Alex de Man was reviewing her notes. She and her business partner, Chip Moore, had come to a meeting of the West Oakland Neighbors to share plans for expanding their cannabis delivery service, 4&20 Blackbirds, into a cannabis culture center.
But before it was their turn, Bob Huff, a manager for a local developer, was speaking about an apartment building currently under construction. He was asked how much the new units would cost.
“It’s too far out to estimate what the market will be like,” he responded. “But I can tell you a recently finished development is at about,” then Huff paused to think.
“350,” Moore whispered without hesitation.
A second later, Huff said, “300 to 350 dollars per square foot.”
Chip smiled and said, “See, that’s how long I’ve been looking for a building.”
It’s been two years since Moore, 4&20’s CEO, began his search for a property that will suit the needs of the operation—and he’s finally a few weeks away from closing the deal.
He, de Man, and the other co-owners of 4&20 plan to convert a 45-year-old building in West Oakland’s industrial district into a place where medicinal cannabis patients and adult-use consumers can buy, consume, and learn about pot in a relaxing and enjoyable environment. A place where cannabis culture can be preserved; where at least half of all employees live in the neighborhood; and where community improvement is the number one goal.
When it was their turn to present to the West Oakland Neighbors, de Man began by saying that 4&20 is women, minority, and immigrant-owned and is dedicated to bringing the community up with them.
After she pitched the project, Moore took the mic. “West Oakland has been the center of cannabis for over 20 years, so really we’re coming home,” he said.
Moore, 43, was born across the bay in the Presidio’s Letterman Army Medical Center. He grew up a military brat, leaving San Francisco as a toddler and bouncing around the country before settling in Ohio and going to college there. During a twelve-week educational trip to Israel when he was nineteen, Moore was exposed to new spices, flavors, and methods of cooking that inspired him to further explore the culinary arts. He now roasts whole animals on a moveable grill in his backyard.
But it was ultimately music that brought Moore back to the Bay Area. In college, he became the front man for a funk band called the Hector Welsh Project. Looking for a new home, the group moved to the Bay in 1999 by which time medical marijuana had been legalized in California.
“I’ve lived a lot of lives,” Moore said. “Been a traveling musician, went to law school for a little bit and didn’t make it through. But cannabis has always been right there, always been a community I could depend on, and a place I always felt comfortable.”
He smoked weed for the first time when he was fifteen years old. It was mid-west “brick” weed, as he called it, so tough you literally had to pull it apart. Now, Moore and his partners test any products sold by 4&20 to ensure they only provide their patients with the highest quality. Between that, meeting with possible investors, and securing the future of the company, the cannabis industry now takes up all of Moore’s time.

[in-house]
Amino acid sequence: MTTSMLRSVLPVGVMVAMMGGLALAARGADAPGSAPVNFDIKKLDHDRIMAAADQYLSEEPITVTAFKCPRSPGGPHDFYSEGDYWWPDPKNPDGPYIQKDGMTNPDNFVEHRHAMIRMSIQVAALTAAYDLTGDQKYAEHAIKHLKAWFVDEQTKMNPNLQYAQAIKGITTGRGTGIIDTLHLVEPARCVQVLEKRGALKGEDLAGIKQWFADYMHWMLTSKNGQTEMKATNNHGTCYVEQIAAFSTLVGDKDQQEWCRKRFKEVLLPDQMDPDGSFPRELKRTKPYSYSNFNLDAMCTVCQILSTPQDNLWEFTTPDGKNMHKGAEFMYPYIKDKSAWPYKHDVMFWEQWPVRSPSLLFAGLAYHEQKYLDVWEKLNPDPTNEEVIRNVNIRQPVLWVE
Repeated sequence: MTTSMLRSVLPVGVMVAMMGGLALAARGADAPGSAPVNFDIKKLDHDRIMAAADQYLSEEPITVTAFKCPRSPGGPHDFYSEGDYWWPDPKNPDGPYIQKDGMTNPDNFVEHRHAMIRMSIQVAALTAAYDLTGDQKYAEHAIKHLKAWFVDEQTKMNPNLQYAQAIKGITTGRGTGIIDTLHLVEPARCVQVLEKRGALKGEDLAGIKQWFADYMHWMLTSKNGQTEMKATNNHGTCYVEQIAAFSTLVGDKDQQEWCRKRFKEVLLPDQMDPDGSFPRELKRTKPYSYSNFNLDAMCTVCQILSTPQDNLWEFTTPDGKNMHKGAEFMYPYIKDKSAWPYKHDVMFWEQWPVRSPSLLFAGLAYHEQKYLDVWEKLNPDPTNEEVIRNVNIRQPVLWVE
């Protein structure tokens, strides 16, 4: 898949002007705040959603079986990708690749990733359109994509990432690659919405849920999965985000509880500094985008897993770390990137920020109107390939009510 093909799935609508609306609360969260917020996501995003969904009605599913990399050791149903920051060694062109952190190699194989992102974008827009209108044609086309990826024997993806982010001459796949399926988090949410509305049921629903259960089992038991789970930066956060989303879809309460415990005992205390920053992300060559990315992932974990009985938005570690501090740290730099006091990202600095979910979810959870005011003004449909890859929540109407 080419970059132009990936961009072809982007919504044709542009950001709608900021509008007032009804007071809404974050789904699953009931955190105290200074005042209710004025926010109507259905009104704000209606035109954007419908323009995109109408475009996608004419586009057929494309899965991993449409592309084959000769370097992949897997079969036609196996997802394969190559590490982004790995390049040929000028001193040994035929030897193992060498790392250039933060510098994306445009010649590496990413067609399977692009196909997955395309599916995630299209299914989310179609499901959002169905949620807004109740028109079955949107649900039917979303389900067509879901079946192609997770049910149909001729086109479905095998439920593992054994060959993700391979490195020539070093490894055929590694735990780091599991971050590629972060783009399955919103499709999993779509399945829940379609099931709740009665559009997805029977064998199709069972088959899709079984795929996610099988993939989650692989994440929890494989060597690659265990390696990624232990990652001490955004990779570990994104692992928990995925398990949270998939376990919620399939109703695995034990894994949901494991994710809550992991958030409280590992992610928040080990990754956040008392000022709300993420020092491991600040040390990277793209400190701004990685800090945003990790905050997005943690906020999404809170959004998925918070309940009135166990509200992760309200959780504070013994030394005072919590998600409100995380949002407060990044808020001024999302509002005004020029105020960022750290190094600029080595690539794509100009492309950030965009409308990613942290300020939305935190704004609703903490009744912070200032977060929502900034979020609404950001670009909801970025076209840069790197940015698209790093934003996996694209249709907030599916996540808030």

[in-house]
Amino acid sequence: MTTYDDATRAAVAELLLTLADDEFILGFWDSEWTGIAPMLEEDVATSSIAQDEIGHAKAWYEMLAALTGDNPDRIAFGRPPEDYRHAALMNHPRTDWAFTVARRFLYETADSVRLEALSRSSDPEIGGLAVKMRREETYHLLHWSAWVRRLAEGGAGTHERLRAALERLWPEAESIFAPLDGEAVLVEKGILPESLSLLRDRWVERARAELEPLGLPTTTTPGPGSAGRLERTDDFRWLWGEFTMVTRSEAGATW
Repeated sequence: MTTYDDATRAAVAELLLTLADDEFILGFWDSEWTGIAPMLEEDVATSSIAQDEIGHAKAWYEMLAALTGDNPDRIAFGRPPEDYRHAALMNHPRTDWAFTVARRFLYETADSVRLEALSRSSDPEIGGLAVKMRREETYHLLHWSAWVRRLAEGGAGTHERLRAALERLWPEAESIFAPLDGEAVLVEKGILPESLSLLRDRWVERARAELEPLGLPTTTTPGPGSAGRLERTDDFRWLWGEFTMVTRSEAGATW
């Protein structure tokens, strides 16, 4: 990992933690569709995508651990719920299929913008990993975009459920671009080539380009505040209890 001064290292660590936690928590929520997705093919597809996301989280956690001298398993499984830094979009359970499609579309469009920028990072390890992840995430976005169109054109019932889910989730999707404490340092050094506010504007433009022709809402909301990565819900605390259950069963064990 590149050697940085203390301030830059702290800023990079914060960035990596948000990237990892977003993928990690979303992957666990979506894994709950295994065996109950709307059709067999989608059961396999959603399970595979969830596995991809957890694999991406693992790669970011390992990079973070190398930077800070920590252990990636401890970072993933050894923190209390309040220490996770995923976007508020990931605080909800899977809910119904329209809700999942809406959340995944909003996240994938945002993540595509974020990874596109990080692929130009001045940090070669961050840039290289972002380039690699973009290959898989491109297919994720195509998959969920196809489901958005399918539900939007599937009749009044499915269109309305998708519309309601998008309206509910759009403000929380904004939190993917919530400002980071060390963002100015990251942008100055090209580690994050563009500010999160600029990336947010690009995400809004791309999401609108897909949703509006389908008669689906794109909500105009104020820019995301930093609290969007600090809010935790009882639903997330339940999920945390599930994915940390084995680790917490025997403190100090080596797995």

4&20 is vying for one of the eight business permits that Oakland is planning to give out by January. Right now, this means securing a property, investors, insurance, and getting it all into a neat application for the city. Neither Moore nor his co-owners qualify for Oakland’s equity permit program. The only time Moore ever lived in Oakland was in the early 2000s, when he spent occasional nights in cannabis grow houses because, hey, somebody had to be there.
But 4&20 is trying to stack their deck as much as possible by obtaining a building before applying and agreeing to act as an incubator for an equity applicant. The current currier for 4&20, Dave Hartfield III, wants to establish his own transportation company and is applying as an equity applicant who will be incubated by 4&20. This means that 4&20 will provide Hartfield with 1,000 sqare feet in which to operate for three years.
Moore sees this as another way to help people succeed in this industry, one that he knows has been around for a long time and has a rich history worth preserving.
“There’s a lot of people coming into the industry that don’t know the history, and I felt that there was a way that we can recognize the people that came before us, that have faced incarceration or taken the kinds of risk that have provided California with the reputation of having the best cannabis in the world,” he said.
The still-in-production plans for the new 4&20 cannabis culture center include vocational training to teach people about the history and science of the cannabis plant, and how to grow their own. They also want to host Ted-Talk-style presentations from industry leaders, and to log seed genomes to record and begin to explore the differences between the many strains and their many crazy names—the original form of cannabranding.
Still, Moore always stresses that the motivation for this project is rooted in community service. He chose West Oakland because he feels it is a neighborhood in need of a community-focused partner in the cannabis industry. He plans to hire people who live nearby and to make the industrialized area where 4&20 will be into an attractive location.
He said what he does now is almost like cooking, it’s “that same kind of symphony. You put all of these things together to create a full experience and it’s almost like magic. It says a lot about who you are, the things that you bring together, and then also, who you want to share it with.”
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